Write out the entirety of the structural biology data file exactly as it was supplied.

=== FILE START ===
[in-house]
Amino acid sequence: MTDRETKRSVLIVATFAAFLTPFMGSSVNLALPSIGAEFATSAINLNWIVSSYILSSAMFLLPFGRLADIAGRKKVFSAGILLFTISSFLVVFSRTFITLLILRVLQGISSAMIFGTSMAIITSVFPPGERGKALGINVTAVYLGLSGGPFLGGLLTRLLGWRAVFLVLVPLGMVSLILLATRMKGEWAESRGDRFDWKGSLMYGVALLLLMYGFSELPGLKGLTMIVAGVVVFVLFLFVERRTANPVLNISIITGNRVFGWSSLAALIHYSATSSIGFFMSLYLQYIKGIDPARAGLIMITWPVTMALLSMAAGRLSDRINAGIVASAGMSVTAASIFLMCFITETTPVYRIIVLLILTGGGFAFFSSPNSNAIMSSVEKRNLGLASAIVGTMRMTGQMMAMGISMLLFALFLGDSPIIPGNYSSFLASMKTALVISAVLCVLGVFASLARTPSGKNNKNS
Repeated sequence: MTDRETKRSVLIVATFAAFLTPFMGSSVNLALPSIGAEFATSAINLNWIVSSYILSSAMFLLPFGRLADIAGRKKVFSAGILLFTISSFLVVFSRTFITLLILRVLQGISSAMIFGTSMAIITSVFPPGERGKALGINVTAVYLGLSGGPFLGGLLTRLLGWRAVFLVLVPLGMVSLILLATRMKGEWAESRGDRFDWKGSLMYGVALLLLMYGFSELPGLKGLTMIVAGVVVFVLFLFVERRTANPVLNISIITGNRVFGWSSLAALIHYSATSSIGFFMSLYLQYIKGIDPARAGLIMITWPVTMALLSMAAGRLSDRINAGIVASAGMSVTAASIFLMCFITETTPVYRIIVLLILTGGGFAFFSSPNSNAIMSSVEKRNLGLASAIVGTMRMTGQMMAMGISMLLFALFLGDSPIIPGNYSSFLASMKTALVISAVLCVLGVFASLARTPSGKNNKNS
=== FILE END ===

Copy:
[in-house]
Amino acid sequence: MTDRETKRSVLIVATFAAFLTPFMGSSVNLALPSIGAEFATSAINLNWIVSSYILSSAMFLLPFGRLADIAGRKKVFSAGILLFTISSFLVVFSRTFITLLILRVLQGISSAMIFGTSMAIITSVFPPGERGKALGINVTAVYLGLSGGPFLGGLLTRLLGWRAVFLVLVPLGMVSLILLATRMKGEWAESRGDRFDWKGSLMYGVALLLLMYGFSELPGLKGLTMIVAGVVVFVLFLFVERRTANPVLNISIITGNRVFGWSSLAALIHYSATSSIGFFMSLYLQYIKGIDPARAGLIMITWPVTMALLSMAAGRLSDRINAGIVASAGMSVTAASIFLMCFITETTPVYRIIVLLILTGGGFAFFSSPNSNAIMSSVEKRNLGLASAIVGTMRMTGQMMAMGISMLLFALFLGDSPIIPGNYSSFLASMKTALVISAVLCVLGVFASLARTPSGKNNKNS
Repeated sequence: MTDRETKRSVLIVATFAAFLTPFMGSSVNLALPSIGAEFATSAINLNWIVSSYILSSAMFLLPFGRLADIAGRKKVFSAGILLFTISSFLVVFSRTFITLLILRVLQGISSAMIFGTSMAIITSVFPPGERGKALGINVTAVYLGLSGGPFLGGLLTRLLGWRAVFLVLVPLGMVSLILLATRMKGEWAESRGDRFDWKGSLMYGVALLLLMYGFSELPGLKGLTMIVAGVVVFVLFLFVERRTANPVLNISIITGNRVFGWSSLAALIHYSATSSIGFFMSLYLQYIKGIDPARAGLIMITWPVTMALLSMAAGRLSDRINAGIVASAGMSVTAASIFLMCFITETTPVYRIIVLLILTGGGFAFFSSPNSNAIMSSVEKRNLGLASAIVGTMRMTGQMMAMGISMLLFALFLGDSPIIPGNYSSFLASMKTALVISAVLCVLGVFASLARTPSGKNNKNS